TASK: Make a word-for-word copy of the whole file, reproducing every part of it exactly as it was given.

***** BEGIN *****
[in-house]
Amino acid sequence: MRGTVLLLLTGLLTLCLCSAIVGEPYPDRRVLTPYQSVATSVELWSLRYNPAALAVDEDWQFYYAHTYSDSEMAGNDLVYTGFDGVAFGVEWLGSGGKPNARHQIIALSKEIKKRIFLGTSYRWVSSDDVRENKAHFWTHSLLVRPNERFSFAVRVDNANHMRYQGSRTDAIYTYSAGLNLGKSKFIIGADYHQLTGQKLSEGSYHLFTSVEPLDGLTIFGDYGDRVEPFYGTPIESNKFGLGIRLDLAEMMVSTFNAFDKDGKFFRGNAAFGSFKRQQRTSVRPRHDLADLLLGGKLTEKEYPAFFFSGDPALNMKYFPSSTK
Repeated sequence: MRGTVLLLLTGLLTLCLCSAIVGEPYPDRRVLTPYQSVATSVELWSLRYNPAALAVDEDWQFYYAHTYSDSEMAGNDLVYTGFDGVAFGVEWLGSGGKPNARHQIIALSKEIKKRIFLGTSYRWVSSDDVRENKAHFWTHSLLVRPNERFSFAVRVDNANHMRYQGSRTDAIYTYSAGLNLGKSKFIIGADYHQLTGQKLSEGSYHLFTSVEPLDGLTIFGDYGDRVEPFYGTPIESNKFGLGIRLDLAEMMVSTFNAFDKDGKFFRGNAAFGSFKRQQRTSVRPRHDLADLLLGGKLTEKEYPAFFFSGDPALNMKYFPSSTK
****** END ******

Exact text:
[in-house]
Amino acid sequence: MRGTVLLLLTGLLTLCLCSAIVGEPYPDRRVLTPYQSVATSVELWSLRYNPAALAVDEDWQFYYAHTYSDSEMAGNDLVYTGFDGVAFGVEWLGSGGKPNARHQIIALSKEIKKRIFLGTSYRWVSSDDVRENKAHFWTHSLLVRPNERFSFAVRVDNANHMRYQGSRTDAIYTYSAGLNLGKSKFIIGADYHQLTGQKLSEGSYHLFTSVEPLDGLTIFGDYGDRVEPFYGTPIESNKFGLGIRLDLAEMMVSTFNAFDKDGKFFRGNAAFGSFKRQQRTSVRPRHDLADLLLGGKLTEKEYPAFFFSGDPALNMKYFPSSTK
Repeated sequence: MRGTVLLLLTGLLTLCLCSAIVGEPYPDRRVLTPYQSVATSVELWSLRYNPAALAVDEDWQFYYAHTYSDSEMAGNDLVYTGFDGVAFGVEWLGSGGKPNARHQIIALSKEIKKRIFLGTSYRWVSSDDVRENKAHFWTHSLLVRPNERFSFAVRVDNANHMRYQGSRTDAIYTYSAGLNLGKSKFIIGADYHQLTGQKLSEGSYHLFTSVEPLDGLTIFGDYGDRVEPFYGTPIESNKFGLGIRLDLAEMMVSTFNAFDKDGKFFRGNAAFGSFKRQQRTSVRPRHDLADLLLGGKLTEKEYPAFFFSGDPALNMKYFPSSTK